‘Day 30 of Russia’s Attempt to Steal Ukraine’s Freedom,’ by MICHAEL WILLARD | Published march 24, 2022 on Facebook

Every day Facebook is kind enough to let people know which of their friends have birthdays. I appreciate my FB friends and, time permitting, try to say something special about each of them.

This is particularly true for those Ukrainians with whom I worked in The ‘Willard Group. I spent two decades in Ukraine, with a couple of years in Moscow.

Since February 24th and the Russian invasion, it has become increasingly difficult. What do you say on birthdays….” Have a good day?” Or simply “Happy Birthday.” Or, “What’s going on, buddy?”

No, not with missiles raining down on their communities, not with their homes being destroyed, and not when they have to evacuate to Poland, Romania, and elsewhere.

Some carry hardly more than the clothes on their backs and small suitcases.

They are refugees. That’s a proud designation for those getting their families to safety, often leaving fighting-age husbands and youngsters behind.

The former US Secretary of State Albright who died this week was a refugee, first from Hitler and then from Stalin; Freddie Mercury, Henry Kissinger, Gloria Estefan, Albert Einstein, and the list goes on.

The Ukrainians hope to return to Ukraine soon. We all hope to return. One does not leave for long a country as beautiful and friendly and democratic as Ukraine.

The Ukrainians hope to return to Ukraine soon. We all hope to return. One does not leave for long a country as beautiful and friendly and democratic as Ukraine.

After the invasion, a former employee in Moscow blocked me on FB. Once, long ago, I sat around his table in Zelenograd and celebrated a holiday at his dacha with his family.

I wonder, a month into Putin’s “48-hour invasion”, does he still believe it was simply a “special military operation.

Does he still believe Ukrainians destroyed their own homes and killed their own citizens?

It is difficult to fathom such delusions and such stupidity.


Putting a family’s face on the trauma of Putin’s invasion of Ukraine | WestVirginiaVille newsletter feb27.2022

FREE SUBSCRIBE: WestVirginiaVille.substack.com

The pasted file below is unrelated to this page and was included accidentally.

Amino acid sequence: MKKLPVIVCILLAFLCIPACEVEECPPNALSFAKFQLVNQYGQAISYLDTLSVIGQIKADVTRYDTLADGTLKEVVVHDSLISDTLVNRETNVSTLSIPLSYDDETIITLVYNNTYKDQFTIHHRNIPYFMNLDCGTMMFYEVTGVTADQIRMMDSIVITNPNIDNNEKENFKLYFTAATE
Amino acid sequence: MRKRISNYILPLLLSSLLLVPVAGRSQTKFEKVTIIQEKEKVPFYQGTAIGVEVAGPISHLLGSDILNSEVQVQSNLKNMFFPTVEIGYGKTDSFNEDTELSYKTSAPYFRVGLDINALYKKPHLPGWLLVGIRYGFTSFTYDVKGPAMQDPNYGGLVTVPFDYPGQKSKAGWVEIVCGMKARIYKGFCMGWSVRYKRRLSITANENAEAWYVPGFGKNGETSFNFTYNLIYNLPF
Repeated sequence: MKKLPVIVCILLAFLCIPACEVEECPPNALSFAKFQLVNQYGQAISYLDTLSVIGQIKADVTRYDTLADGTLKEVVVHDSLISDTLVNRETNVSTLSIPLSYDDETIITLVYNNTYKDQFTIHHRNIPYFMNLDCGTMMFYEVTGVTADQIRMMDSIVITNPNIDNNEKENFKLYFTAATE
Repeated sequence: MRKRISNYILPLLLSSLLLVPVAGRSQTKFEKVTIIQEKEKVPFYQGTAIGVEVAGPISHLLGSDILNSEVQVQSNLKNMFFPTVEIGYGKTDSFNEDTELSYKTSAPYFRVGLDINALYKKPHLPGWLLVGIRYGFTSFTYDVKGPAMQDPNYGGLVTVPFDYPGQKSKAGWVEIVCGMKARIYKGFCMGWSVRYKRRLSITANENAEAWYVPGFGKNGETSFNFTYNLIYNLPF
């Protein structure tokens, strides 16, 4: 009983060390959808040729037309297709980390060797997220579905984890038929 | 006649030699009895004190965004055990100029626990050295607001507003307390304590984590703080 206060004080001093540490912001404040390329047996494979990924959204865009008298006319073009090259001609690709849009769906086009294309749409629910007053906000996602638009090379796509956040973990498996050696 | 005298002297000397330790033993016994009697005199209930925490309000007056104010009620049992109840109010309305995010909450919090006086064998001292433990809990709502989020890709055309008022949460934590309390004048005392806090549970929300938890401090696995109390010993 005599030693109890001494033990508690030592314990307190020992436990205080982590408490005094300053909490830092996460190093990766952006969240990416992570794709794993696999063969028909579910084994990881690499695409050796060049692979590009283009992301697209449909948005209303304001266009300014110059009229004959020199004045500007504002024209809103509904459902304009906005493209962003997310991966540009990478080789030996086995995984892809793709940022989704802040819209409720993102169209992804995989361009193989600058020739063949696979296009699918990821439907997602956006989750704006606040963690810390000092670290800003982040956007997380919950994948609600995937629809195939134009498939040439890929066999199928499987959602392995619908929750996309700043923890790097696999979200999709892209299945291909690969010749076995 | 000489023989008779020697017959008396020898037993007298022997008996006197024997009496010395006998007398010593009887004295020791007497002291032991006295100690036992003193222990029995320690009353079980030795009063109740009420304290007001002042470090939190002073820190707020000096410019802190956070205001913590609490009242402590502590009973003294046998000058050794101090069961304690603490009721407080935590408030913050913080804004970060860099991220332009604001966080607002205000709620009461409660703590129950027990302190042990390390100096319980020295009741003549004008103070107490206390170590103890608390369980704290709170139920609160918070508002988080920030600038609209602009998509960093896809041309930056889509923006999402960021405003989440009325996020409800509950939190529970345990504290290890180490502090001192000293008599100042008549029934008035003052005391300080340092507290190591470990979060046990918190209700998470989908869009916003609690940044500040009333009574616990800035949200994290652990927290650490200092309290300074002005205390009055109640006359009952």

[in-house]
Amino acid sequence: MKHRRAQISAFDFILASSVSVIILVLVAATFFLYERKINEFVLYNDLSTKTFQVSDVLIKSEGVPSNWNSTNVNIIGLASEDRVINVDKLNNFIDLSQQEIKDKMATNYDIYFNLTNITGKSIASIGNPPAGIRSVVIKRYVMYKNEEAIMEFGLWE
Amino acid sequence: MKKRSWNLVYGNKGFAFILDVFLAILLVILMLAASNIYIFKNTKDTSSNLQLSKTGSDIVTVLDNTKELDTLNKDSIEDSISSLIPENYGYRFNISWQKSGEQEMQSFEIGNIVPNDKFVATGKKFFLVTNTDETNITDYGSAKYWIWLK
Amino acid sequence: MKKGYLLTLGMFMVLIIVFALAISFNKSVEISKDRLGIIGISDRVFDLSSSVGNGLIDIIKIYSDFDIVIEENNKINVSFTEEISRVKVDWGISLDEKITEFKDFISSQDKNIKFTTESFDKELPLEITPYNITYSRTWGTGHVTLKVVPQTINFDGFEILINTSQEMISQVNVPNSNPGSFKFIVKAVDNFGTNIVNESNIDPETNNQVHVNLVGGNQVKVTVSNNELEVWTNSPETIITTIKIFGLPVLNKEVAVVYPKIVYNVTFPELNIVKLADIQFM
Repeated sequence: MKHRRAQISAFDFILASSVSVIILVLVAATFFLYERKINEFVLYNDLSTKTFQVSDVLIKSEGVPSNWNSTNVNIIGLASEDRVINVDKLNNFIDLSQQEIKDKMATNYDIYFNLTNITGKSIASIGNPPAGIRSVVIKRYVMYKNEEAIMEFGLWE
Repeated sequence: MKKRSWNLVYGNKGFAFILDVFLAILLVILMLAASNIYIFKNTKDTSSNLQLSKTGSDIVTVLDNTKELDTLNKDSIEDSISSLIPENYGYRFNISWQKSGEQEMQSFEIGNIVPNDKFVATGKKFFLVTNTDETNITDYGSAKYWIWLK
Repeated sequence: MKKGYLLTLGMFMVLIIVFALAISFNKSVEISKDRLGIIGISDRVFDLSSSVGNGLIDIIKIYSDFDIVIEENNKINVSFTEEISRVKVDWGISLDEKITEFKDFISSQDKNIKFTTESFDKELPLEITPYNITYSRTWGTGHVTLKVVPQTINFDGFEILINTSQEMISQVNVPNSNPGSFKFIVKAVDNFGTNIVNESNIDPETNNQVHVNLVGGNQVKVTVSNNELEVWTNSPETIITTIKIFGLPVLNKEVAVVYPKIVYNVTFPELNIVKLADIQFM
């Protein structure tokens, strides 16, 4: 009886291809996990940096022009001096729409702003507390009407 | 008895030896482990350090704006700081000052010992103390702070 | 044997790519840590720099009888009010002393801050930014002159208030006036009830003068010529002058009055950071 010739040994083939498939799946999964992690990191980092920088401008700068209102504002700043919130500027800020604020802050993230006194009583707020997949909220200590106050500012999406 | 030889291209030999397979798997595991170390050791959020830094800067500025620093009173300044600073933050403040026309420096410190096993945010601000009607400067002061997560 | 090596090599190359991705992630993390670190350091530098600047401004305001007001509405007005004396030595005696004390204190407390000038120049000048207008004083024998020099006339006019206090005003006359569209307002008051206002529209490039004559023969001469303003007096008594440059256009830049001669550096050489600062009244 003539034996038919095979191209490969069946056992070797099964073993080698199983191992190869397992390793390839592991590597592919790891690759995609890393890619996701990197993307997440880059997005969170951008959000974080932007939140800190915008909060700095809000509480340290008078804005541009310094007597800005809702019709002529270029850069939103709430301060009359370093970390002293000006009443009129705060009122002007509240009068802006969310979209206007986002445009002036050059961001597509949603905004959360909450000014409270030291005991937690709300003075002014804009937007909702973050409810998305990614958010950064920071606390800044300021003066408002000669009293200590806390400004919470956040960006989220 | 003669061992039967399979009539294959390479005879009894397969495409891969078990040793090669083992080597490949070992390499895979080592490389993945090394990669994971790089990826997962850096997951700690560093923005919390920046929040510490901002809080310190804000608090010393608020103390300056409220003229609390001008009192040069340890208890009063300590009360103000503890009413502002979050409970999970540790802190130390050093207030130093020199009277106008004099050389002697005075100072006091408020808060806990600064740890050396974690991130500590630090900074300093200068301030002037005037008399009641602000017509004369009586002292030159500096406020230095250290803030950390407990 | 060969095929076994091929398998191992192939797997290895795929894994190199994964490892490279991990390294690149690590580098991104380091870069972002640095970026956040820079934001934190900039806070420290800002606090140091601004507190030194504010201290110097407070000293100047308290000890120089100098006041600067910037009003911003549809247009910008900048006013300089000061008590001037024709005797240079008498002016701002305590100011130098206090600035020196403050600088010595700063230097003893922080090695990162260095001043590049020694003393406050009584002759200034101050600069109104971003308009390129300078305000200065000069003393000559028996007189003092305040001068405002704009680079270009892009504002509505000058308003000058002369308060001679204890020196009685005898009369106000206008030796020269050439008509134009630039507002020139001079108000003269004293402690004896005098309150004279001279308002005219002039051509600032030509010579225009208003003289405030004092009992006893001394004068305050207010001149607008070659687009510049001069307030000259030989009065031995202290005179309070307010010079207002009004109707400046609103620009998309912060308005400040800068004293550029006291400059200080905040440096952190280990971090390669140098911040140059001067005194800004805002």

1) Ashes, Ashes, All Fall Down’: What are you going to do when your complicated family just won’t leave you behind? A personal tale from beyond the grave. | by Doug Minnerly
2) West Virginia Hero’s Life Screens at FestivALL 2022 : Dave Evans lost both legs below the knees in a Vietnam War ambush. What happened next is the stuff of a legendary life told in the new documentary “The Wake Up Call.”
3) Many Fights, One Big Fight: A new book chronicles the history to stay the course of Local 1199, and the longing for fairness within an often heartless industry. | by Eric Neudel
4) Barriers to Mental Health Care for Black West Virginians: Black West Virginians are at a significant disadvantage when dealing with mental health issues. A reprint of a BLACK BY GOD piece by Haadiza Ogwude
5) ‘First Streets in West Virginia:’ A photo-essay on how much the streets of Huntington have changed since the author first stepped onto them in 1980. As well as him. | by Douglas John Imbrogno
6)A Tragedy Full of Joy’: The Complicated American Dream of West Virginia’s Jerry West: Pondering Jerry West life after encountering the star’s 2011 memoir “West by West: My Charmed, Tormented Life.” | Reprint of a John W. Miller essay from Moundsville.org
7) ‘Ukraine Update: ‘Day 34 of Russia’s Cowardly Invasion of Ukraine’: A former West Virginia residents latest posts on Vladimir Putin’s attempted mugging of Ukraine, where two of his daughters live. | by Michael Willard

Leave a Reply